Boko Haram releases 21 Chibok girls to Nigerian government

AFP Photo/Boka Haram

AFP Photo/Boka Haram

Boko Haram militants handed over 21 Chibok schoolgirls to Nigerian authorities Thursday after a series of negotiations, Nigeria’s government said, in the first mass release of any of the more than 200 girls and women kidnapped from their school two years ago.

The 21 former captives were freed at about 3 a.m. in the northeastern Nigerian town of Banki, near the border with Cameroon, a source close to the negotiations said on condition of anonymity.

They are said to have been among the 276 girls that Boko Haram militants herded from bed in the middle of the night at a school in Chibok in April 2014 — a kidnapping that spurred global outrage.

As many as 57 girls escaped almost immediately, and one was found this spring. Just under 200 remain unaccounted for after Thursday’s release.

The International Committee of the Red Cross and the Swiss government brokered the deal between the Islamist militant group and the Nigerian government, said Mallam Garba Shehu, spokesman for Nigerian President Muhammadu Buhari.

“Negotiations will continue,” he said on Twitter.

Terms of Thursday’s deal were not immediately announced, but no captive Boko Haram fighters were released in exchange for the girls, the source with knowledge of the negotiations said.

After their release, the girls went to meet with the governor of northeastern Nigeria’s Borno state, and they will be taken to the central Nigerian city of Abuja, Borno officials said.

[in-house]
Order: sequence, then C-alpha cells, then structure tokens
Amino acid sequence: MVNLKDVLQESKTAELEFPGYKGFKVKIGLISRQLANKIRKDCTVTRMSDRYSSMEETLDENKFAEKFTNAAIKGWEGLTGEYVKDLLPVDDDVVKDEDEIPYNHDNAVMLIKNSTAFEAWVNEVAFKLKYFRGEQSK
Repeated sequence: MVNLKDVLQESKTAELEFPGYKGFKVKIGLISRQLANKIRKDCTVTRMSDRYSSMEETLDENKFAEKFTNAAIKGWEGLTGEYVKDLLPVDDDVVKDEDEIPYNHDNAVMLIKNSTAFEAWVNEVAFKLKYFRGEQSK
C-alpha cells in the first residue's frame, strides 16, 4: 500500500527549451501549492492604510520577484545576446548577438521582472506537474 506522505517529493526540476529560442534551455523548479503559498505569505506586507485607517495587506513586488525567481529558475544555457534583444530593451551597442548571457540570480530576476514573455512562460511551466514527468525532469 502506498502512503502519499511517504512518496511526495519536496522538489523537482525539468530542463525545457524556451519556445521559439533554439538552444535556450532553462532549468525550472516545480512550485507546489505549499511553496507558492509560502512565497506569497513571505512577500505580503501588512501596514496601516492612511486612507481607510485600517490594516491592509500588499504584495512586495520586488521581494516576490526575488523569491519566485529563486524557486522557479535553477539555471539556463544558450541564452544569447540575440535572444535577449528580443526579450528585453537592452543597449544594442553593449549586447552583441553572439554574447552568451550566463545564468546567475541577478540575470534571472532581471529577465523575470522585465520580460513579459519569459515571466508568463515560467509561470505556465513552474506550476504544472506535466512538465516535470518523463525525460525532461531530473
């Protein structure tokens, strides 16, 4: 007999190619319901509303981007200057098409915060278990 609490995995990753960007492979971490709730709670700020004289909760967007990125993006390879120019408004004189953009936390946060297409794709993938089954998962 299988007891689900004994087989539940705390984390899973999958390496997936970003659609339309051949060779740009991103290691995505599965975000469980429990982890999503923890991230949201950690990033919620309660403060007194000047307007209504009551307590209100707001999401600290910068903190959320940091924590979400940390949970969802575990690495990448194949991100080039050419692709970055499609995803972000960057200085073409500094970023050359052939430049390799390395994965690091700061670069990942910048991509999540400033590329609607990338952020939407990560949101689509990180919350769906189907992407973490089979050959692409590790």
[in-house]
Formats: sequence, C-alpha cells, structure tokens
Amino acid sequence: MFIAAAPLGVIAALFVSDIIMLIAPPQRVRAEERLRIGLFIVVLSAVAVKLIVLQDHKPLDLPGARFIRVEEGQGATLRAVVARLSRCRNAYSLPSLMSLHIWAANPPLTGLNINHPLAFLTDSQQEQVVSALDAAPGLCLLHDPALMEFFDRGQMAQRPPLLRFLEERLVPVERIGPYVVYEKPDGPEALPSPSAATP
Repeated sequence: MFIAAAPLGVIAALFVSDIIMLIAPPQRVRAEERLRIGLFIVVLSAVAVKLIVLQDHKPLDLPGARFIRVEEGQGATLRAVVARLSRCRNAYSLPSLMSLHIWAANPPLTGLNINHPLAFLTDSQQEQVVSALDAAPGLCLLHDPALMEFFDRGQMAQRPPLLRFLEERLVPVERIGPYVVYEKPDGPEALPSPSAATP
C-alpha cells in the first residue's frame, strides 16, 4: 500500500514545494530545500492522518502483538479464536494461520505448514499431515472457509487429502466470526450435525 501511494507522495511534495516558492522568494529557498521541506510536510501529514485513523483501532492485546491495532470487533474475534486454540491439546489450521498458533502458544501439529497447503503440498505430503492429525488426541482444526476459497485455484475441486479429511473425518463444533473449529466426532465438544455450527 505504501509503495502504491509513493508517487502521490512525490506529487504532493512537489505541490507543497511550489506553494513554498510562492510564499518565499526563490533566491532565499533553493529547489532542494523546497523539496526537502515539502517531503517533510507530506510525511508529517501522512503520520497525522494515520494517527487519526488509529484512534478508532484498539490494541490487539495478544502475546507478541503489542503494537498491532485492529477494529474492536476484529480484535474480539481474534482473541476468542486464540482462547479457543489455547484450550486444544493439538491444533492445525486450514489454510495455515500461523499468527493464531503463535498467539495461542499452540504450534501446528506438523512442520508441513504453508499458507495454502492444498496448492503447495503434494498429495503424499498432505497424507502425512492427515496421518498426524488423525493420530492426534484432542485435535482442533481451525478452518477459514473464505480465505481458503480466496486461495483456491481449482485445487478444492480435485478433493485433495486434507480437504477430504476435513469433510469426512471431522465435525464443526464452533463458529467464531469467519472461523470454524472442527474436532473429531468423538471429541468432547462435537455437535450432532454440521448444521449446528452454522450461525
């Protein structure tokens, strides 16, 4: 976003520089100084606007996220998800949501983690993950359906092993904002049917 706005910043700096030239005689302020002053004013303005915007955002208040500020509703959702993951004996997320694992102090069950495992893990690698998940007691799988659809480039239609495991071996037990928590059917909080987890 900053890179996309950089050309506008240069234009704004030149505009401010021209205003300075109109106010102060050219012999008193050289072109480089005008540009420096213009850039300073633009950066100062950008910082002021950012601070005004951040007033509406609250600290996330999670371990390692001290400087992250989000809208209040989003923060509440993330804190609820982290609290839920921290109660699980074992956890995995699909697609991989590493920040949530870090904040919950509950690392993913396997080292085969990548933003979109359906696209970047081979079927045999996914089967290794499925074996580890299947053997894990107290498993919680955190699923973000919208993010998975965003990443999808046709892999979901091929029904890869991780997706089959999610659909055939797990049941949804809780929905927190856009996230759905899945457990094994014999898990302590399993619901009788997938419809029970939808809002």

“We welcome reports … of the negotiated release of 21 of our abducted #ChibokGirls today,” the Nigeria-based #Chibokgirls campaign said in a statement Thursday. “Following this development, we trust that our government will continue to work to keep the safety, security, and well-being of the other girls a high priority.

“We further urge the international community to continue to support our government’s effort to rescue all other abducted Nigerians, so that parents, the Chibok community, the nation, and the world can finally put an end to this nightmare once and for all.”


The 2014 kidnapping prompted global figures such as Pakistani education activist Malala Yousafzai and first lady Michelle Obama to support a #BringBackOurGirls campaign on social media.

Thursday’s development comes after Boko Haram released a number of videos showing some of the kidnapped girls, including one video — believed to have been recorded in December — that CNN exclusively obtained in April.

Boko Haram aims to impose a stricter enforcement of Sharia law across Africa’s most populous nation, which is split between a majority Muslim north and a mostly Christian south.

In previous videos from the militant group, its leader, Abubakar Shekau, demanded the release of Boko Haram fighters in exchange for the Chibok girls.

CNN’s David McKenzie, Nima Elbagir and Ibrahim Sawab contributed to this report.